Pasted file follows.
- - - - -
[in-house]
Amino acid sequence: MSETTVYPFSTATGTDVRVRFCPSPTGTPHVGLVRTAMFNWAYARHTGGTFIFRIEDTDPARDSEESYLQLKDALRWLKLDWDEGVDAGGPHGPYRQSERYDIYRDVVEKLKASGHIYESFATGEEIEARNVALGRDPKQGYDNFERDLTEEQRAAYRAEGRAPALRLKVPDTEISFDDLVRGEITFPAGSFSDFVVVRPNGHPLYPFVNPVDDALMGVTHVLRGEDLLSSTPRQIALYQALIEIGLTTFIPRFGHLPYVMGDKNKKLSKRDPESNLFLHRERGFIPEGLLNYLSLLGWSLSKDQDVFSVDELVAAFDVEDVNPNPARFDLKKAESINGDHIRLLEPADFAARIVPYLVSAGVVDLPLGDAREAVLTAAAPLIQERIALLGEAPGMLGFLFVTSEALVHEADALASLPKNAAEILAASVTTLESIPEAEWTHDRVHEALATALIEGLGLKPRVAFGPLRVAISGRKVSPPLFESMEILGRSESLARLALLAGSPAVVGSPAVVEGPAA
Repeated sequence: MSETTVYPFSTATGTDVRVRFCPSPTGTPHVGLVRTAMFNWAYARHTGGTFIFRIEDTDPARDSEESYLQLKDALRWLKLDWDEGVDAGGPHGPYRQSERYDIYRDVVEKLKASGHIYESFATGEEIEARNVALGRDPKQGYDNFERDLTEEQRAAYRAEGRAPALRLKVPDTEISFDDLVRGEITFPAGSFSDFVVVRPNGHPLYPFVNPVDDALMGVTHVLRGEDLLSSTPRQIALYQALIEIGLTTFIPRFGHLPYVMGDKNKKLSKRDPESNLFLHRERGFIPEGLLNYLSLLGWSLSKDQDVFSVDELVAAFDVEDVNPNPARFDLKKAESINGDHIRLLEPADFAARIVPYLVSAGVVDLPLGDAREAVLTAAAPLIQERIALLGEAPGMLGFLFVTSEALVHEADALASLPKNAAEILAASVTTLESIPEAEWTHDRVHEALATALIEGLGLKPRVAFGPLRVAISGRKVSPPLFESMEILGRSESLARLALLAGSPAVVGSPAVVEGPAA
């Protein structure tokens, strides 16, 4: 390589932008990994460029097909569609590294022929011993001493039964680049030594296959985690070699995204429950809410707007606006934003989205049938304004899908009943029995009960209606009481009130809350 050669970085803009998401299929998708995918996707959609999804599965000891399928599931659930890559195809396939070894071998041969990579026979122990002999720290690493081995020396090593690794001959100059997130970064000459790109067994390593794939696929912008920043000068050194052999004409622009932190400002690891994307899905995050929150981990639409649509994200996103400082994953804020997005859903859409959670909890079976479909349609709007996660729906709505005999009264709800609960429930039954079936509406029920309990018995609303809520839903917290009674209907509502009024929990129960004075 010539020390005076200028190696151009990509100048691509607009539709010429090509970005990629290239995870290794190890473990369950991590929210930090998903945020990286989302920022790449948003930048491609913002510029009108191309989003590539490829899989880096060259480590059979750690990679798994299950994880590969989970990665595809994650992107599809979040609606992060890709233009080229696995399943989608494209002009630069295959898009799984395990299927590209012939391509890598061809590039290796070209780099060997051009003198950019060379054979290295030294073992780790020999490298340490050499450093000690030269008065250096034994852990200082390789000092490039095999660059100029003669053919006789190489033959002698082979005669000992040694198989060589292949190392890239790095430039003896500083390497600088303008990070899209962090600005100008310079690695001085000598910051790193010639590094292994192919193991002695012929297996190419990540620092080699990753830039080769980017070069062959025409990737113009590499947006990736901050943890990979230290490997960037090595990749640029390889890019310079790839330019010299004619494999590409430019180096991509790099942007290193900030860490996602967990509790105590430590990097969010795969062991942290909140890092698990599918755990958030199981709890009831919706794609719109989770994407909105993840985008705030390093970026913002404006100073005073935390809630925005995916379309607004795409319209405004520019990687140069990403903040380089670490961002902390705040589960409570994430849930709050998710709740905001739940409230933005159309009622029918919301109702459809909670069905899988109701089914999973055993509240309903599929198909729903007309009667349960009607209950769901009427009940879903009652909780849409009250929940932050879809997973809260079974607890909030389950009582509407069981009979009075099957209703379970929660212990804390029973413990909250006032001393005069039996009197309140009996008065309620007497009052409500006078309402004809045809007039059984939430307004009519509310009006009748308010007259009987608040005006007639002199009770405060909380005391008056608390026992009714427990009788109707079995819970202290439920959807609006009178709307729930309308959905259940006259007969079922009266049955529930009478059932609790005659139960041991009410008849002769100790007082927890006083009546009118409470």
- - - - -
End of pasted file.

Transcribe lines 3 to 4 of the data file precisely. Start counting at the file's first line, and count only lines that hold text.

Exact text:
Repeated sequence: MSETTVYPFSTATGTDVRVRFCPSPTGTPHVGLVRTAMFNWAYARHTGGTFIFRIEDTDPARDSEESYLQLKDALRWLKLDWDEGVDAGGPHGPYRQSERYDIYRDVVEKLKASGHIYESFATGEEIEARNVALGRDPKQGYDNFERDLTEEQRAAYRAEGRAPALRLKVPDTEISFDDLVRGEITFPAGSFSDFVVVRPNGHPLYPFVNPVDDALMGVTHVLRGEDLLSSTPRQIALYQALIEIGLTTFIPRFGHLPYVMGDKNKKLSKRDPESNLFLHRERGFIPEGLLNYLSLLGWSLSKDQDVFSVDELVAAFDVEDVNPNPARFDLKKAESINGDHIRLLEPADFAARIVPYLVSAGVVDLPLGDAREAVLTAAAPLIQERIALLGEAPGMLGFLFVTSEALVHEADALASLPKNAAEILAASVTTLESIPEAEWTHDRVHEALATALIEGLGLKPRVAFGPLRVAISGRKVSPPLFESMEILGRSESLARLALLAGSPAVVGSPAVVEGPAA
């Protein structure tokens, strides 16, 4: 390589932008990994460029097909569609590294022929011993001493039964680049030594296959985690070699995204429950809410707007606006934003989205049938304004899908009943029995009960209606009481009130809350 050669970085803009998401299929998708995918996707959609999804599965000891399928599931659930890559195809396939070894071998041969990579026979122990002999720290690493081995020396090593690794001959100059997130970064000459790109067994390593794939696929912008920043000068050194052999004409622009932190400002690891994307899905995050929150981990639409649509994200996103400082994953804020997005859903859409959670909890079976479909349609709007996660729906709505005999009264709800609960429930039954079936509406029920309990018995609303809520839903917290009674209907509502009024929990129960004075 010539020390005076200028190696151009990509100048691509607009539709010429090509970005990629290239995870290794190890473990369950991590929210930090998903945020990286989302920022790449948003930048491609913002510029009108191309989003590539490829899989880096060259480590059979750690990679798994299950994880590969989970990665595809994650992107599809979040609606992060890709233009080229696995399943989608494209002009630069295959898009799984395990299927590209012939391509890598061809590039290796070209780099060997051009003198950019060379054979290295030294073992780790020999490298340490050499450093000690030269008065250096034994852990200082390789000092490039095999660059100029003669053919006789190489033959002698082979005669000992040694198989060589292949190392890239790095430039003896500083390497600088303008990070899209962090600005100008310079690695001085000598910051790193010639590094292994192919193991002695012929297996190419990540620092080699990753830039080769980017070069062959025409990737113009590499947006990736901050943890990979230290490997960037090595990749640029390889890019310079790839330019010299004619494999590409430019180096991509790099942007290193900030860490996602967990509790105590430590990097969010795969062991942290909140890092698990599918755990958030199981709890009831919706794609719109989770994407909105993840985008705030390093970026913002404006100073005073935390809630925005995916379309607004795409319209405004520019990687140069990403903040380089670490961002902390705040589960409570994430849930709050998710709740905001739940409230933005159309009622029918919301109702459809909670069905899988109701089914999973055993509240309903599929198909729903007309009667349960009607209950769901009427009940879903009652909780849409009250929940932050879809997973809260079974607890909030389950009582509407069981009979009075099957209703379970929660212990804390029973413990909250006032001393005069039996009197309140009996008065309620007497009052409500006078309402004809045809007039059984939430307004009519509310009006009748308010007259009987608040005006007639002199009770405060909380005391008056608390026992009714427990009788109707079995819970202290439920959807609006009178709307729930309308959905259940006259007969079922009266049955529930009478059932609790005659139960041991009410008849002769100790007082927890006083009546009118409470």